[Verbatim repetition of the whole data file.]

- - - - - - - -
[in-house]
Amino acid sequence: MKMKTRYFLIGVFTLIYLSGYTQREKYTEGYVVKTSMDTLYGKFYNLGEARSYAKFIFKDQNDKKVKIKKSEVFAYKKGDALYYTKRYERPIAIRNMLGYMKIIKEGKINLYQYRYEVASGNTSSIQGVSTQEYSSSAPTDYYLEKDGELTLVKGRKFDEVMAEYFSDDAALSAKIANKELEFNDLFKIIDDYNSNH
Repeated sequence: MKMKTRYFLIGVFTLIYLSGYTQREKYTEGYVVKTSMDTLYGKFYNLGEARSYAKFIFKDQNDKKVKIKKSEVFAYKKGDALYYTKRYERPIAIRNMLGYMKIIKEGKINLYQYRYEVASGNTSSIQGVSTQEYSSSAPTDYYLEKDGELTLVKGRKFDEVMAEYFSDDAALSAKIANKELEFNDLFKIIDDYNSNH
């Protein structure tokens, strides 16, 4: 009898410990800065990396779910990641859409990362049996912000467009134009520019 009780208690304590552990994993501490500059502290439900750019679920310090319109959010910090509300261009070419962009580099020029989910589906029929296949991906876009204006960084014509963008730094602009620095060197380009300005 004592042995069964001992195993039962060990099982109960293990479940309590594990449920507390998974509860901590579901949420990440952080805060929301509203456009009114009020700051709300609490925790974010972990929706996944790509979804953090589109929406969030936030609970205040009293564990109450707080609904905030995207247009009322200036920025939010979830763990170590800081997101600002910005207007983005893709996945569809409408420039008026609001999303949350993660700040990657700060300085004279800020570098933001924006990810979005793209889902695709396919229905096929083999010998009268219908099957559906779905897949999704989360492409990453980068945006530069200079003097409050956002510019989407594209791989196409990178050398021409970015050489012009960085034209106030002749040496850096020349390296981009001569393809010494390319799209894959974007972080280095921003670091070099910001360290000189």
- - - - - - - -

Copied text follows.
[in-house]
Amino acid sequence: MKMKTRYFLIGVFTLIYLSGYTQREKYTEGYVVKTSMDTLYGKFYNLGEARSYAKFIFKDQNDKKVKIKKSEVFAYKKGDALYYTKRYERPIAIRNMLGYMKIIKEGKINLYQYRYEVASGNTSSIQGVSTQEYSSSAPTDYYLEKDGELTLVKGRKFDEVMAEYFSDDAALSAKIANKELEFNDLFKIIDDYNSNH
Repeated sequence: MKMKTRYFLIGVFTLIYLSGYTQREKYTEGYVVKTSMDTLYGKFYNLGEARSYAKFIFKDQNDKKVKIKKSEVFAYKKGDALYYTKRYERPIAIRNMLGYMKIIKEGKINLYQYRYEVASGNTSSIQGVSTQEYSSSAPTDYYLEKDGELTLVKGRKFDEVMAEYFSDDAALSAKIANKELEFNDLFKIIDDYNSNH
């Protein structure tokens, strides 16, 4: 009898410990800065990396779910990641859409990362049996912000467009134009520019 009780208690304590552990994993501490500059502290439900750019679920310090319109959010910090509300261009070419962009580099020029989910589906029929296949991906876009204006960084014509963008730094602009620095060197380009300005 004592042995069964001992195993039962060990099982109960293990479940309590594990449920507390998974509860901590579901949420990440952080805060929301509203456009009114009020700051709300609490925790974010972990929706996944790509979804953090589109929406969030936030609970205040009293564990109450707080609904905030995207247009009322200036920025939010979830763990170590800081997101600002910005207007983005893709996945569809409408420039008026609001999303949350993660700040990657700060300085004279800020570098933001924006990810979005793209889902695709396919229905096929083999010998009268219908099957559906779905897949999704989360492409990453980068945006530069200079003097409050956002510019989407594209791989196409990178050398021409970015050489012009960085034209106030002749040496850096020349390296981009001569393809010494390319799209894959974007972080280095921003670091070099910001360290000189």